Peony Farm

Each spring thousands of peonies are in bloom at Gilbert H. Wild and Son in Sarcoxie, Missouri. I visited with the company's owner on a windy spring day.

Greg: Here at Gilbert H. Wild and Son we've been raising peonies on this soil since 1885. Right now we're raising over 600 varieties of peonies here on the sixty acres. Some of the first introductions of 'Carl Rosenfield' and 'Festiva Maxima', came to the US in as early as 1850. So they've been around forever. They say with peonies, "You plant a peony you plant it for life." So when you plant a peony in your garden it will grow there for 30 to 40 years and you never have to move them. It's really a carefree perennial.

Allen: What's the price range, generally, on peonies? I mean if you go all the way to the connoisseur collector corner verses bargain basement peonies what can you expect in term of price range?

Greg: They range anywhere from $5.50 all the way up to $50.00. And some of the newer introductions if you buy them from the hybridizers you'll pay $150.00 to $250.00. But we sell them all, 80 to 90 percent of our flowers are under $10.00. So it's a plant that's a minimal investment. You can plant for a lifetime, you get rich reward and great blooms and can't beat it.

Allen: Greg, are you ever asked why do you grow over 600 different varieties of peonies? That just seems like a mind-boggling number.

Greg: Well, 600 is a mind-boggling number, but as you can see every peony variety is different. Let's start off with a double, which is a true double flower.

Allen: Like 'Peppermint'?

Greg: Like 'Peppermint' and then there's another classification called semi-double. A good example of that would be 'Red Charm'. And then we have what's called the anemone type, which has the real fluffy center and the single row of petals on the outside; and then there's the true single that just have one or two rows of petals on the outside and a small stamen in the middle. So we have all four types. They come in every different size and color and shape and texture. And everybody's landscape is their own personality so that's why we offer so many.

Allen: So what's going on in the world of peonies for the future?

Greg: Well, the peony has been evolving for years. Those that were grown in the 1850's were great plants but every year there are more introduced. This is a newer introduction, introduced in the mid 1980's called 'Mandarin's Coat'. We really like this plant. It's short, it's compact, the flowers stand up well above the foliage and even on a windy day like today it just radiates in the garden.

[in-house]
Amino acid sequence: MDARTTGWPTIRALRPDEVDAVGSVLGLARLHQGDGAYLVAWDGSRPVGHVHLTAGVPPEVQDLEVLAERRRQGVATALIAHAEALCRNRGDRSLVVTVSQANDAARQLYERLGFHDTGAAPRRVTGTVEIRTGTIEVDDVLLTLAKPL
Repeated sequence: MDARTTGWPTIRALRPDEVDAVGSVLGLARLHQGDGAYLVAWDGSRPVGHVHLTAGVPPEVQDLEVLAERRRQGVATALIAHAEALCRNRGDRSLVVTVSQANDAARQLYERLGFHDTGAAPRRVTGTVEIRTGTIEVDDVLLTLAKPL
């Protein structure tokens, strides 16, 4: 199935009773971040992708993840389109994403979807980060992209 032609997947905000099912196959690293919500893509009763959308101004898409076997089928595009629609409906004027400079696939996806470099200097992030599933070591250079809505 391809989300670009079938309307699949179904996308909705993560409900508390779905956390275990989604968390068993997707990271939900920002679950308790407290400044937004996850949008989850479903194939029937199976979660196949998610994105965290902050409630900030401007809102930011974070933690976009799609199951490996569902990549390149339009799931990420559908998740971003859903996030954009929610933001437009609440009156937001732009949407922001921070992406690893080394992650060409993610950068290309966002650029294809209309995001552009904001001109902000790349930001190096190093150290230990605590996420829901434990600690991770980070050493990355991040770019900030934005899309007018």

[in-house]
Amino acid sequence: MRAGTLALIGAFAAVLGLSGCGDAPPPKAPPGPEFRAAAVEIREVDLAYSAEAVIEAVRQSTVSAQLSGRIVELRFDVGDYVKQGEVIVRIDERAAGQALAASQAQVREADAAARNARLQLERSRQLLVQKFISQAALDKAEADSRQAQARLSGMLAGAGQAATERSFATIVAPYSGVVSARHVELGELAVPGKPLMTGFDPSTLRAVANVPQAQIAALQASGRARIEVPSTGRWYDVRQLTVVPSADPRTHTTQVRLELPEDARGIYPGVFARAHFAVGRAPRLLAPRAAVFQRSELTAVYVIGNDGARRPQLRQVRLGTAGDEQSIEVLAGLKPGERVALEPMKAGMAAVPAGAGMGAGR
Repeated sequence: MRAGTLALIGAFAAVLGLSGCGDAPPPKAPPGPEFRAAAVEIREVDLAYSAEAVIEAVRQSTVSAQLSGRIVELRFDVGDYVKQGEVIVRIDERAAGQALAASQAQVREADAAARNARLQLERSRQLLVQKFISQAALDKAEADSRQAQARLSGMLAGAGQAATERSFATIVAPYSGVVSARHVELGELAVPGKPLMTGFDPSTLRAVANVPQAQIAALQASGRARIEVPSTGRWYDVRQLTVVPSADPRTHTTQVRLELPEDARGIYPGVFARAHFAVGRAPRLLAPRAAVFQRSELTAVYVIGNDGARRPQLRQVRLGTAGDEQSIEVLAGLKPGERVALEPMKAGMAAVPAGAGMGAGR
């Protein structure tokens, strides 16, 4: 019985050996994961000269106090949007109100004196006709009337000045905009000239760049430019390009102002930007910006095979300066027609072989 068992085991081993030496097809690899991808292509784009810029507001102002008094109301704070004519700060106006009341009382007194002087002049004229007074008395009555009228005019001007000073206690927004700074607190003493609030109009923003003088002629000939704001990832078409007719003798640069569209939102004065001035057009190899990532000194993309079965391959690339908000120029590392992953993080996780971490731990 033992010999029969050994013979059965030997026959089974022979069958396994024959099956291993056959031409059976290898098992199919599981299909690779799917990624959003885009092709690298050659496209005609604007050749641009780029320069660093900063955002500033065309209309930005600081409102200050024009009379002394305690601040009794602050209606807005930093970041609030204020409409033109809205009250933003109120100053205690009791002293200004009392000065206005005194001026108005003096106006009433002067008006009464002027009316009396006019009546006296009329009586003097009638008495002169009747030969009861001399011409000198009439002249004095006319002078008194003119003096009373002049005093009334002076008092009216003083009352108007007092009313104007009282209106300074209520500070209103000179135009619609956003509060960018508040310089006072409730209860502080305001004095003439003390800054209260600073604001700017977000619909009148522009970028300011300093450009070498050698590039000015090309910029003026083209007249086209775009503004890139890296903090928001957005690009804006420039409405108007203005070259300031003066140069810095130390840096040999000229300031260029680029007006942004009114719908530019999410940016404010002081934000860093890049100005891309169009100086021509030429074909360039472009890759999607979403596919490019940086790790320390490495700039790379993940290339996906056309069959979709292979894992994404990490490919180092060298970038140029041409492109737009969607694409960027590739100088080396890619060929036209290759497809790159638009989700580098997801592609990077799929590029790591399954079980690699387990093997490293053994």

Allen: Look at the vivid golden stamen.

Greg: It really makes them pop. 'Mandarin's Coat' is one that would not fall over in your garden. It would never need staking. It's real light and for that reason it's good for the homeowner.

Greg:This is a new variety that we hope to bring to the market place in the next three years.

Allen: What's the name of it?

Greg: You know, it's so new we haven't even named it yet.

Allen: Really?

Greg: We've been in production for about 18 years and it's rare. I've never seen this type of centering that has come through on these before.

Allen: It's so uniform and tight.

Greg: And it maintains throughout the life of the flower, as the flower gets older it's still tight and that's what we like. We like that it's compact, it stands up well in the wind, it blooms over a long period of time and it's an excellent color. We're really hot on this one. Peonies need 3 to 4 weeks of freezing weather to bloom and so if you have less than that they won't grow in your area. But if you use a single variety or a very early double variety, they will bloom in the south because their chilling requirements are less. So we recommend many of the singles for the deep south, the doubles would work anywhere in the nation except where it doesn't freeze.

Allen: So there is indeed a peony for everyone.

Greg: There is a peony for everyone.

Allen: How far do people come to see the peonies in bloom?

Greg: Last weekend we had a couple come all the way down from Aberdeen, South Dakota, which is about 700 miles. And they flew in just for the day, just to see the plants.

Allen: Now there's a couple passionate about peonies.

Greg: Yes. When you're here you can see what it is going be like in your yard; you can smell it, and the thing that's so nice is that you can do that here, you can't in a catalogue or anywhere else. So we encourage people to come by. They're always welcome.

 

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